Alice Walton Honored by Smithsonian's Archives of American Art

by Jan Cottingham  on Monday, Oct. 21, 2013 10:35 am  

Alice Walton, chairman of the board of Crystal Bridges Museum of American Art, at the museum shown with the painting "No. 210/No. 211 (Orange)" by Abstract Expressionist Mark Rothko (part of the museum's permanent collection). (Photo by Crystal Bridges Museum of American Art)

Alice Walton, founder of Crystal Bridges Museum of American Art, will be honored on Tuesday in New York with the Archives of American Art Medal.

Also receiving the medal is James Turrell, an artist whose works include "Skyspace," an art installation on the grounds of the Bentonville museum. In addition, the archives is honoring art historian Richard J. Powell with the Lawrence A. Fleischman Award for Scholarly Excellence in the Field of American Art History.

The Archives of American Art, repository of papers and primary records linked to the visual arts in the United States, is part of the Smithsonian Institution. The archives is making the rewards during its annual benefit in New York.

"The Archives of American Art Medal, honoring distinguished members of the American art community, is often awarded to an artist as well as a philanthropist," the archives said in a news release.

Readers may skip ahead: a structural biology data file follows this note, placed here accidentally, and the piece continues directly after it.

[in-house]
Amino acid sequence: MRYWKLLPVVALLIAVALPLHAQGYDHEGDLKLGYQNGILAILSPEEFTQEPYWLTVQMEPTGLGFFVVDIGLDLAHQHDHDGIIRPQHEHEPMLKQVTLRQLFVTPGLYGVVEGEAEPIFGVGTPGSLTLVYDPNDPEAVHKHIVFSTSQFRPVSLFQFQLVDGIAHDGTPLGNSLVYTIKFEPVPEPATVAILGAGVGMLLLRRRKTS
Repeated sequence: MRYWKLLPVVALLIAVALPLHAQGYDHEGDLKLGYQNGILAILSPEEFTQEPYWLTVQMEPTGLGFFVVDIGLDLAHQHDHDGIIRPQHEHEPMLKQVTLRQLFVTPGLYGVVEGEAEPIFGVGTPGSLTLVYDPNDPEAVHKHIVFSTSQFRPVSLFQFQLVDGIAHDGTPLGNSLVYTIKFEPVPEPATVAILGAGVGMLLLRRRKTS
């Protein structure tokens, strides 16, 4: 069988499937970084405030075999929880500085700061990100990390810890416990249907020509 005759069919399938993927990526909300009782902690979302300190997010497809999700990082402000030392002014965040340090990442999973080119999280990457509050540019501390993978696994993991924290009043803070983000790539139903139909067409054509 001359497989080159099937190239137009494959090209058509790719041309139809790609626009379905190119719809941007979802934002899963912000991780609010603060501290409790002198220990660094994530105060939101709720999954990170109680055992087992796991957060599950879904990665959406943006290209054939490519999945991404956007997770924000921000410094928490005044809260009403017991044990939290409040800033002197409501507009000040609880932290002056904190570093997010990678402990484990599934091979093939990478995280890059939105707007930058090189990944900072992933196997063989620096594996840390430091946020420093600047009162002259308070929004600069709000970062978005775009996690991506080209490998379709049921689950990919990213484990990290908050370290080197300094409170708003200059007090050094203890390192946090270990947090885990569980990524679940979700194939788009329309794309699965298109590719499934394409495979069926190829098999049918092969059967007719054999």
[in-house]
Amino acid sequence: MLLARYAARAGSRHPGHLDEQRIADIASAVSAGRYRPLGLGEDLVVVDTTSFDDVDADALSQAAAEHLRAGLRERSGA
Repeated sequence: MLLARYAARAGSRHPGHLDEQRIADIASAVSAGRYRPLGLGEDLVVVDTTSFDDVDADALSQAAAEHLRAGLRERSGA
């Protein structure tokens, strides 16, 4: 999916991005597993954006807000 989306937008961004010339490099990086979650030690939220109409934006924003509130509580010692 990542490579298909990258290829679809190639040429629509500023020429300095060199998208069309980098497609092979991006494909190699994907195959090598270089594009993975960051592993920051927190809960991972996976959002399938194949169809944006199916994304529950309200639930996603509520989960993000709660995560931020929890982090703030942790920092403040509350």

Last year's recipients of the medal were Richard Serra, an American sculptor, and Melva Bucksbaum and her husband, Raymond Learsy, philanthropists and noted art collectors.

"We honor these three distinguished individuals not only for their personal contributions, which are extraordinary in their own right, but also because their work dovetails with ours in its quest to spark discovery and bring depth and nuance to the visual arts in America," Kate Haw, director of the Archives of American Art, said in Monday's release regarding Walton, Turrell and Powell.

In addition to her work with Crystal Bridges, Walton is a member of the board of the Amon Carter Museum in Fort Worth, Texas, and is a member of the Trustees' Council of the National Gallery of Art in Washington, D.C.

Turrell, of Flagstaff, Ariz., is the recipient of a number of awards, including Guggenheim and MacArthur Fellowships.

Richard J. Powell is the John Spencer Bassett Professor of Art and Art History at Duke University, where he has taught since 1989. He has written extensively on art.



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